Hospital’S New Ceo Wants To ‘Make A Difference’


Chris Wolf’s father has been a physician for 44 years. His uncle also is a doctor.

So were his grandfather and his grandfather’s brother.


“We want to be able to treat those people who need a general acute-care facility,” says new CEO Chris Wolf of his vision for PRMC, “and we want them to know that they have one of the best hospitals in the state.”

Wolf, 43, has broken from that familial tradition. He is not a doctor. But he hasn’t wandered out of the medical field.

He’s the new CEO of Payson Regional Medical Center, having officially replaced the facility’s former head administrator, Russell Judd, in mid-October.

And the first thing Wolf wants Rim country residents to know is that, when he accepted the job, he was making a long-term commitment to the hospital, to its staff, to its patients, and to the community.

“After seeing this hospital and knowing Russell for about six years, I knew it would be a fantastic opportunity in a real community atmosphere,” said Wolf, the former CEO of Bullhead City’s Western Arizona Regional Medical Center which, like PRMC, is one of 62 hospitals in 22 states owned by Community Health Systems.

“Bullhead City is powered by gambling tourism, and it’s not real conducive to community spirit and getting your family involved in community activities,” Wolf said. “So we’re really excited to be here excited about getting involved, becoming active. And living in a small town, you have the feeling that you can make positive change, that you can really make a difference.”

Making a difference, especially in the realm of health care, is “something I’m passionate about,” said Wolf, who brought that same level of caring to his two-year stint in Bullhead City.

“We made some tremendous modifications to that facility. We added a third floor, a brand new cath lab, an outpatient imaging center. We saw a great deal of growth,” he said.

Wolf expects to witness a similar maturation at Payson Regional Medical Center. But that’s not to say he isn’t impressed with the facility just as it is.

“The quality of staff here is fantastic; you’ve got 400 or 500 years of experience collectively,” he said.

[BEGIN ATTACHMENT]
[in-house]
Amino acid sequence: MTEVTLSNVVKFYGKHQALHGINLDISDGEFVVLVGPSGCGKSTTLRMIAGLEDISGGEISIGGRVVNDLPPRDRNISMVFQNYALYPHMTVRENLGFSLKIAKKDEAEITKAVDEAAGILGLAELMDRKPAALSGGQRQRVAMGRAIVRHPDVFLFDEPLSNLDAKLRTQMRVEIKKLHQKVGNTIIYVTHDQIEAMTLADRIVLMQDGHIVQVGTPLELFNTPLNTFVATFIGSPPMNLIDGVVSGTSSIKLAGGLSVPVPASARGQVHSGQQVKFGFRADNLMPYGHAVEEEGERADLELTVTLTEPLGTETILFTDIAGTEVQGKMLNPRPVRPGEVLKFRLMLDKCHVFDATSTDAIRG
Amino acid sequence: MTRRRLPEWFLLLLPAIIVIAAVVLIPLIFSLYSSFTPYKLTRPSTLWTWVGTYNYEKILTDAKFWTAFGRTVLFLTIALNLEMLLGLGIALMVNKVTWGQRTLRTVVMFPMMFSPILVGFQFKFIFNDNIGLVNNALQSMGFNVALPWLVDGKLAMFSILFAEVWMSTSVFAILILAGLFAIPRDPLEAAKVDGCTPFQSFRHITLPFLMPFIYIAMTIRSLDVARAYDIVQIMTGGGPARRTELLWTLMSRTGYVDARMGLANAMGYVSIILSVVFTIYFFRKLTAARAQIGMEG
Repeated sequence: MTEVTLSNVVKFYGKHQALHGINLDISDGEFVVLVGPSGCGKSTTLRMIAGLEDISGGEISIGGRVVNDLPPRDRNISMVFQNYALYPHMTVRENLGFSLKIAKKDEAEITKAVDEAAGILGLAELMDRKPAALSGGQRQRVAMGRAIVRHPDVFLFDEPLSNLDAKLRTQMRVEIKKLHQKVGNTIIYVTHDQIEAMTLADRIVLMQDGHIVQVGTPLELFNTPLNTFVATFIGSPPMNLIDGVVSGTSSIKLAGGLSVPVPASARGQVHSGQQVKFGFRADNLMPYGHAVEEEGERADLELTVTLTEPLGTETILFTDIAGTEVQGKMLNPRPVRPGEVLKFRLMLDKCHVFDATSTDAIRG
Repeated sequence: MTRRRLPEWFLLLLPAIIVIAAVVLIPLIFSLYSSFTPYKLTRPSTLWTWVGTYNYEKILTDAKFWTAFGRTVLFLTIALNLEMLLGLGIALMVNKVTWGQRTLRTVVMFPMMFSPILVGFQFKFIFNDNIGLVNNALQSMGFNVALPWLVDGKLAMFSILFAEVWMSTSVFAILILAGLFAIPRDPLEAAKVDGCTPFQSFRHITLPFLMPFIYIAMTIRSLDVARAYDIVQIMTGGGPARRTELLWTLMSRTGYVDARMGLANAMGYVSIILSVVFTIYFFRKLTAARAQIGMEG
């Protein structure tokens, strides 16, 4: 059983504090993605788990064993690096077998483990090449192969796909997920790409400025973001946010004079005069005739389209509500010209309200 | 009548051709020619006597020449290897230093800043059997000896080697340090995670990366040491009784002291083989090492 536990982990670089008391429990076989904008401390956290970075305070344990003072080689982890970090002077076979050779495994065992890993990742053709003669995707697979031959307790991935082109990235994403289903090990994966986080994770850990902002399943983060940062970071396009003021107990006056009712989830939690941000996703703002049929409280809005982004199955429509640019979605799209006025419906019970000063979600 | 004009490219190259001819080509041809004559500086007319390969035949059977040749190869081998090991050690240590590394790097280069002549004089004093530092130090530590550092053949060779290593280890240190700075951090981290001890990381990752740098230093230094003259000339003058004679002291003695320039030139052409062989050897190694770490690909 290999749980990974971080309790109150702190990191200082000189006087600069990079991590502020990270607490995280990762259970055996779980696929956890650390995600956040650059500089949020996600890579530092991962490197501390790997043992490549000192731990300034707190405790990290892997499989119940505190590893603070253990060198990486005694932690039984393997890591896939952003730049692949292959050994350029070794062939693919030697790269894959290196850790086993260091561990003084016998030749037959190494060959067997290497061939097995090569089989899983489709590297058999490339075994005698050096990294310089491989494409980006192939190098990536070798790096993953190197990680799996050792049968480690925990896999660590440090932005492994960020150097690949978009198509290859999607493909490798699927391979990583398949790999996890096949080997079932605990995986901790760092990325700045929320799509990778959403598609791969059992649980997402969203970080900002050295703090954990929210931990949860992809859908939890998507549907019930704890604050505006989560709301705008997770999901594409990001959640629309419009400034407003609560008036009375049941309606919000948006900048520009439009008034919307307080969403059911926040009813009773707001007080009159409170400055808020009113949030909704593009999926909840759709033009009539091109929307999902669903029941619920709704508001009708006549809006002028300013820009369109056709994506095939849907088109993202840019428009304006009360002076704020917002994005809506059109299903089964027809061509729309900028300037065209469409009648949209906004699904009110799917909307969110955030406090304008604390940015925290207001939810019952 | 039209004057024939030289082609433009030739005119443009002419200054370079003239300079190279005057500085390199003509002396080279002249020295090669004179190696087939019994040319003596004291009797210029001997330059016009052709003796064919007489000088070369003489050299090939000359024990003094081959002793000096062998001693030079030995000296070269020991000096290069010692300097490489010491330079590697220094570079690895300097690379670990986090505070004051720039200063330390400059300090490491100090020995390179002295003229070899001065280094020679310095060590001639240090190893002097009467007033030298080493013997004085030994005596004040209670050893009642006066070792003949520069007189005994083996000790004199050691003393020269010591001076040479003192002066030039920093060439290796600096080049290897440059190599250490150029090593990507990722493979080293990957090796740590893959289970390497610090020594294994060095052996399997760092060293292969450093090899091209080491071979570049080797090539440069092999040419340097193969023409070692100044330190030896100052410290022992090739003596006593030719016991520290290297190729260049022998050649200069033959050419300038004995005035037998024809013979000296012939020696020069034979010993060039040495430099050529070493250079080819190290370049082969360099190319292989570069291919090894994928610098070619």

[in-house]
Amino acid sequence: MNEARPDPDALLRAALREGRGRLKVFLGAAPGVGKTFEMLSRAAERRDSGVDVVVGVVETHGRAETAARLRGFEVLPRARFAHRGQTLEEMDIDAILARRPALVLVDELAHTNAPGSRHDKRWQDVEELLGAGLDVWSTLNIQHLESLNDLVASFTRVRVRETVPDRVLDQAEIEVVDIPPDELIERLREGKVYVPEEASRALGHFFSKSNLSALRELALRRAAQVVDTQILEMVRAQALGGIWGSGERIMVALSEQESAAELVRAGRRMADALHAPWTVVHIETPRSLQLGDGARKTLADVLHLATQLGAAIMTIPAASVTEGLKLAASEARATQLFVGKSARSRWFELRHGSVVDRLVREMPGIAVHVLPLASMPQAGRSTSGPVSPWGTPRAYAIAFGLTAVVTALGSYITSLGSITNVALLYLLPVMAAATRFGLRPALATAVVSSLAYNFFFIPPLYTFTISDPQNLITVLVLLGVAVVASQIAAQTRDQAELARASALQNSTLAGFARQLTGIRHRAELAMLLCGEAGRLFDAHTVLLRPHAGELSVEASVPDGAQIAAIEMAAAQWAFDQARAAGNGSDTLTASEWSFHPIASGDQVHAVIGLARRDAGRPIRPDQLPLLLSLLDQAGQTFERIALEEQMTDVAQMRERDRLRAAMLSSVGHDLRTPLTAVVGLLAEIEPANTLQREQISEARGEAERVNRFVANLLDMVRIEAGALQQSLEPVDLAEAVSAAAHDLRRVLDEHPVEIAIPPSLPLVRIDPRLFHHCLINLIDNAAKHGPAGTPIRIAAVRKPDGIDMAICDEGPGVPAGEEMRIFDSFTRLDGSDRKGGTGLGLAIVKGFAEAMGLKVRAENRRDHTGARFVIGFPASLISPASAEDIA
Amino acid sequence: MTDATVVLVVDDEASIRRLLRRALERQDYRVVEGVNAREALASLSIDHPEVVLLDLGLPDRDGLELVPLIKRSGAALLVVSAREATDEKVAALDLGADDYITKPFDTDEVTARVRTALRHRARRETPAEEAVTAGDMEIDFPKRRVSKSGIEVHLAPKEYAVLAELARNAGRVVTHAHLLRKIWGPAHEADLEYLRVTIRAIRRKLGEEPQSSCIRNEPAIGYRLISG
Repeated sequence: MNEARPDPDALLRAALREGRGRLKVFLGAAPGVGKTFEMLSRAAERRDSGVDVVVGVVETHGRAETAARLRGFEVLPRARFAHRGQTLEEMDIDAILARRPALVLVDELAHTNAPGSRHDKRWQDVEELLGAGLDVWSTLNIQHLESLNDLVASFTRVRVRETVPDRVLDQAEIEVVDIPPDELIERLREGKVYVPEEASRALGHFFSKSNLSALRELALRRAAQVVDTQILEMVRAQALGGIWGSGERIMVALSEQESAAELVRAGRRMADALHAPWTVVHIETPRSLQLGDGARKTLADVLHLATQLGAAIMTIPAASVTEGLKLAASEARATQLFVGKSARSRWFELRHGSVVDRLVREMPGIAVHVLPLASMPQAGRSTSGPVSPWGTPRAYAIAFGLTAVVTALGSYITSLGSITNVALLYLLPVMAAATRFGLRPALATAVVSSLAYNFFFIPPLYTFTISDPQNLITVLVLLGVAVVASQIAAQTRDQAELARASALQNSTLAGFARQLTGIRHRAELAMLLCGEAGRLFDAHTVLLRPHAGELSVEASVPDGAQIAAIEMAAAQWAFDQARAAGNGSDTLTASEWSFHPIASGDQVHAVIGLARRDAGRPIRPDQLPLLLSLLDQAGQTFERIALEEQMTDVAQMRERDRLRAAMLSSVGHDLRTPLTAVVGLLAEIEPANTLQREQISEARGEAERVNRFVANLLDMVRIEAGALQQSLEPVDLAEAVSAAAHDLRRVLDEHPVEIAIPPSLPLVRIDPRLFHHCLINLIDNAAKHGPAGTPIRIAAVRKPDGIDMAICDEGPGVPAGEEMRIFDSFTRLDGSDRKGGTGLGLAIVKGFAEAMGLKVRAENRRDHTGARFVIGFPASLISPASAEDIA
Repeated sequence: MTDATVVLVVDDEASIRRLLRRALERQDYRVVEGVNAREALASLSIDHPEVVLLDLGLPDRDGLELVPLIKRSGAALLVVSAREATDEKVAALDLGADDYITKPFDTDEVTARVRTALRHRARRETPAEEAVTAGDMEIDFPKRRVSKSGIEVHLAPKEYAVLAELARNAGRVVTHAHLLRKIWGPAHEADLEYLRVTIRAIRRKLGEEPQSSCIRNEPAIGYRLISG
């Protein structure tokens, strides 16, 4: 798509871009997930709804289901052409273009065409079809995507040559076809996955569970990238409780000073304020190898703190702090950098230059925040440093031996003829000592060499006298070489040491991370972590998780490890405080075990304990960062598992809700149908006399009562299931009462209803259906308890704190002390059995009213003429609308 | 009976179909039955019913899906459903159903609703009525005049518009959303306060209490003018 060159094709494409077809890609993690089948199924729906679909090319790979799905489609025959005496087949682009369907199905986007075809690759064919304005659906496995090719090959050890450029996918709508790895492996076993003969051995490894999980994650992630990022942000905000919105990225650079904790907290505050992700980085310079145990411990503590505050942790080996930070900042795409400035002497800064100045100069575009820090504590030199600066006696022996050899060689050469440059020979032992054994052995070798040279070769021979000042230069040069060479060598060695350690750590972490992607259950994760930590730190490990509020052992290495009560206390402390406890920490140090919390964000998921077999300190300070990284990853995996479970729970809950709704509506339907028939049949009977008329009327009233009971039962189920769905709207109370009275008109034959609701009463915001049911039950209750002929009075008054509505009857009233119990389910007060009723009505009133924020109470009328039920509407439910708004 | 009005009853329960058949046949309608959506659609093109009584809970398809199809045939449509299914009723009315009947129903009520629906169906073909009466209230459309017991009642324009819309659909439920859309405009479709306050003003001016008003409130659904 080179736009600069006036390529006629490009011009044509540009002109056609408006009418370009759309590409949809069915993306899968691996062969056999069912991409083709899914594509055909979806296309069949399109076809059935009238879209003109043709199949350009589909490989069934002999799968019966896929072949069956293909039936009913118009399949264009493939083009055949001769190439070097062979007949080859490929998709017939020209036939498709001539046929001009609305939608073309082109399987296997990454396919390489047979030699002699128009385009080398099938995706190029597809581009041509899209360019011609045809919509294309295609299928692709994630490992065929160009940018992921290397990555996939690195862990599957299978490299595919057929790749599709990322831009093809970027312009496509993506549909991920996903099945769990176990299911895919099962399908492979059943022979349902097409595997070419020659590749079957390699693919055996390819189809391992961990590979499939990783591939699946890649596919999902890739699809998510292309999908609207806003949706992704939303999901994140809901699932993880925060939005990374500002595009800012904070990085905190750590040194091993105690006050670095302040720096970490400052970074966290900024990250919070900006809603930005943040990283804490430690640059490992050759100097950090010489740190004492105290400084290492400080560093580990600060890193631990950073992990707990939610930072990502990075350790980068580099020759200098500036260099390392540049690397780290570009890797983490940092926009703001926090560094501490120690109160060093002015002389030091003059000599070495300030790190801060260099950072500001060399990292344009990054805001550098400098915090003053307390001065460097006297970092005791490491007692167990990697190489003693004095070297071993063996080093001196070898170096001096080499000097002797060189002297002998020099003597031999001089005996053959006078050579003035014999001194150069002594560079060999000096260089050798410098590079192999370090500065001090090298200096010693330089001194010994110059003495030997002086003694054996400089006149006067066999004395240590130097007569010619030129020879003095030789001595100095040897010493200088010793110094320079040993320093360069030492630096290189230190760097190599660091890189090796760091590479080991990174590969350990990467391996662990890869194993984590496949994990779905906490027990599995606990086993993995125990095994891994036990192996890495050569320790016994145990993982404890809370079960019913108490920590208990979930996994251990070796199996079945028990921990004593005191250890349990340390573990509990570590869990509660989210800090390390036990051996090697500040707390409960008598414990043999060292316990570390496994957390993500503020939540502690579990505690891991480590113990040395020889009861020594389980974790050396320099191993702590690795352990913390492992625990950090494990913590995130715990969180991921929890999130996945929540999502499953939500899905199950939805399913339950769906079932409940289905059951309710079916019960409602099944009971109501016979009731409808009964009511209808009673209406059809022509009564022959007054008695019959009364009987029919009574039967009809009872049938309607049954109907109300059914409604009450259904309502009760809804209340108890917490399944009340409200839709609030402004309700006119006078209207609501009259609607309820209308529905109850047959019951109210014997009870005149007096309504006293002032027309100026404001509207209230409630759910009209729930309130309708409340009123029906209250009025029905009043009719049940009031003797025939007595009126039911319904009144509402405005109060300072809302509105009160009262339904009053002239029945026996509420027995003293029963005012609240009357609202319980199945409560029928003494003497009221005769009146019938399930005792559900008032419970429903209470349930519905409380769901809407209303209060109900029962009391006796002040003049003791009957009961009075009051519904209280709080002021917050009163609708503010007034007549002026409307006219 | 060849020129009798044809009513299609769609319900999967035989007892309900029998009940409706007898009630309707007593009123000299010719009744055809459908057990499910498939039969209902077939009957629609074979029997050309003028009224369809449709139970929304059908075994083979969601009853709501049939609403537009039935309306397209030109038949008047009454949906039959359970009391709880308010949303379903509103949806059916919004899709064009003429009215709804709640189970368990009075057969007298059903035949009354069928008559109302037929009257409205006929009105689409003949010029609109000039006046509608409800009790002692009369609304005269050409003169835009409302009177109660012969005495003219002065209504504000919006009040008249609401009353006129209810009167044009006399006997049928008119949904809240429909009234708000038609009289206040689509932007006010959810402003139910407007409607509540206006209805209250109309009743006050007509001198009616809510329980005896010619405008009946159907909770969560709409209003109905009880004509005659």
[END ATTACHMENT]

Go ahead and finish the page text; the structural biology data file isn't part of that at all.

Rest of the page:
“The amount of knowledge and expertise here is amazing. And for a hospital this size, I’m also amazed by the surgical service and specialties that we have available ... We’ve got a new fixed MRI service, and the technology in our lab, as well as in radiology, is unmatched. We’ve also got a new pathology service out of the University of Health Sciences Center in Tucson. They came, toured our laboratory and said that our equipment is as modern and updated as the equipment at the major universities.”

The oldest of four children, Wolf was born and raised in rural Oklahoma. In 1978, he left home to attend Fort Lewis College in Durango, Colo., from which he departed six years later with a BS degree in biology.

After working in sales for a major pharmaceutical company, Wolf started his own durable medical goods business which led to a marketing and business-development position within an Oklahoma hospital owned by Community Health Systems. After six months, Wolf was promoted to CEO, and after one year, he was moved to Cheraw, S.C., where he ran Chesterfield General Hospital.

In December of 2000, Community Health Systems transferred Wolf to an associate CEO position in its 90-bed Bullhead City hospital. And that’s where Wolf was just a few months ago, when he was given the chance to relocate to Arizona’s pine country.

“I was immediately attracted by the environment, the climate and the opportunities,” said Wolf, who soon arrived in Payson with Mary, his wife of 20 years, and their two children, Alan, 13, and Jenna, 9.

Just as quickly, Wolf went to work on the 2003 business plan for Payson Regional Medical Center.

“On looking at the medical staff, and the sense I get from those around me on the needs of the community, a top priority is building a medical staff that can provide more care to the community,” he said. “I want to try my best to increase the value of our personnel, and to provide them with the tools so they can do the very best job they can.”

Another of Wolf’s objectives is to reduce the number of locals who are leaving the area for their obstetrics and gynecological care.

“We’ve got over 50 percent out-migration on babies right now, so our beautiful new OB ward really needs to be recognized to its full potential,” he said.

Finally, improving the PRMC’s technology is a “huge part” of Wolf’s long-term commitment because it would increase the hospital’s ability to provide care for cardiac patients and the aging population.

“We know we can’t do everything,” Wolf said. “But we want to be able to treat those people who need a general acute-care facility, and we want them to know that they have one of the best hospitals in the state.”

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